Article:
Of course there are guided tours for novices like myself, but they are quite pricey and Matt said he had gone before so he decided let's just rent one ourselves for a fraction of the cost and do our own tour. His co-workers convinced him there is this great 5-mile round trip hike to a 100 year old fort that can only be reached by water or an even longer 18 mile hike. By water it's a 5-mile trip there and 5 miles back. No biggie, right? Let's do it.
We enlisted a couple of our good friends, Jared and Nicole - who, God bless them, are up for any crazy idea we come up with - and we hit the road Saturday mid-morning. (Jared, who is a pilot, had just gotten back from LA at 2am the night before, so we let him sleep in a bit.) Our plan was to arrive, jump in the kayaks for the 6-hour or so adventure and end our evening with a big, well-deserved meal at an amazing sea-food place before driving home.
Sounded like a wonderful plan, right?
Matt calls Millers Landing (kayak rental place) as we were leaving to make sure that they would reserve a couple double-kayaks for us - since that would be depressing to drive all that way for nothing. They informed us that due to the risk of it being Alaska and having cold waters, they would require us to take this 2-hour safety lesson first. Annoying, but we obliged.
They took us out on the water and then told us we have to intentionally flip our kayak upside down, pull ourselves out while under water and get back into the kayak using only the paddle as leverage and try not flipping it again - which tends a common occurrence.
As you can imagine, all I was thinking was - are you freaking kidding me?! Never the less, we had plans to kayak, gosh darn it, so we were going to do this!
As my heart was pounding, we flipped the kayak and we fell into the Alaskan ocean.
Holy cow...it was ridiculously cold!! I wish I could remember what all I was exactly
I'm here to verify that it's true that freezing water feels like a million needles piercing your body. Miserable. I had to help Matt into the kayak first before I could crawl in. I truly wish I had pictures to verify my story, but good news is that our instructor (who I'd like to add, never actually got into the water himself) said we did it in record time. I think Matt had no choice as I might have wanted to hurt him had he taken a long time to get back into the kayak. And I, for one, am rarely that motivated...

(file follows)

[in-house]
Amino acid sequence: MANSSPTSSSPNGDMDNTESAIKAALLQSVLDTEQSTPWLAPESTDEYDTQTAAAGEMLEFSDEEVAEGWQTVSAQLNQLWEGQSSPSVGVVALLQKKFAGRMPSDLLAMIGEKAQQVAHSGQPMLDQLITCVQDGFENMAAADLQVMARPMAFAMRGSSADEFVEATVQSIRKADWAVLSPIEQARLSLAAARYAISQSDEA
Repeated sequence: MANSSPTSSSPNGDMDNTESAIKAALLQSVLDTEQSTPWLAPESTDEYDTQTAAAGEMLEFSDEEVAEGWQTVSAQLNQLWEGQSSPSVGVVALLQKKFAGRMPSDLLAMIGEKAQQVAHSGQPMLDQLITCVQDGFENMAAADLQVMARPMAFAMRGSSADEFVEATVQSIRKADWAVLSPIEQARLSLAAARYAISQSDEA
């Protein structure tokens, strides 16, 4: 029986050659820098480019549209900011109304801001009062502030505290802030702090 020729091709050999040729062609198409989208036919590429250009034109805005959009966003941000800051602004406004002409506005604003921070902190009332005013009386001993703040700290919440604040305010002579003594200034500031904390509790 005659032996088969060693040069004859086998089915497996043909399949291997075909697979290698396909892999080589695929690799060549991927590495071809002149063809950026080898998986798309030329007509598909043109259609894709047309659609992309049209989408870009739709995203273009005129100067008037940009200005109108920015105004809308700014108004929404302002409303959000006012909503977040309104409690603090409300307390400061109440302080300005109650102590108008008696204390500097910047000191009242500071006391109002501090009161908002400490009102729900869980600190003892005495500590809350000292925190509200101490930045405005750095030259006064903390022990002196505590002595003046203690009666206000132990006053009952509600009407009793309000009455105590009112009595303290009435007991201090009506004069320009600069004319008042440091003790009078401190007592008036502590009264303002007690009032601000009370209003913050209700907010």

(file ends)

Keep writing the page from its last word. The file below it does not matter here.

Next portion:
Thankfully, 2 hours later we were back in our dry clothes and dragging our sea kayaks back into the water. It was 4pm and high tide was at 5:18pm. Our destination was 5 miles down the bay...against high tide. I'm pretty sure the workers at Millers Landing were laughing at us as headed out...remember it was supposed to take us about 6 hours in normal circumstances and none of us had ever done this sea kayaking thing before.
We fought the current and high waves for 2 hours straight without stopping...if we stopped we would start being pushed backwards and the kayak would turn around. So no stopping was allowed! I think for every stroke we went like 1 cm. About 1 1/2 hours into it, we saw the old military dock - FINALLY! But due to our speedy moving, I didn't think we'd ever reach it. I swear I looked at that dumb dock in the distance for it felt like hours before we finally arrived.
|That's the beloved dock behind us, after we finally reached shore|
We pulled our kayaks ashore, so they wouldn't float away while we were gone and tried to dry out from the cold, splashing waves that had been hitting us for the last couple hours. It's about 6:15pm at this point...and we have one liter of water and a couple granola bars to our name. So, naturally, we start up the trail...
|Group pic at the gun turret|
|Quickly water-sealing our belongings that were still dry|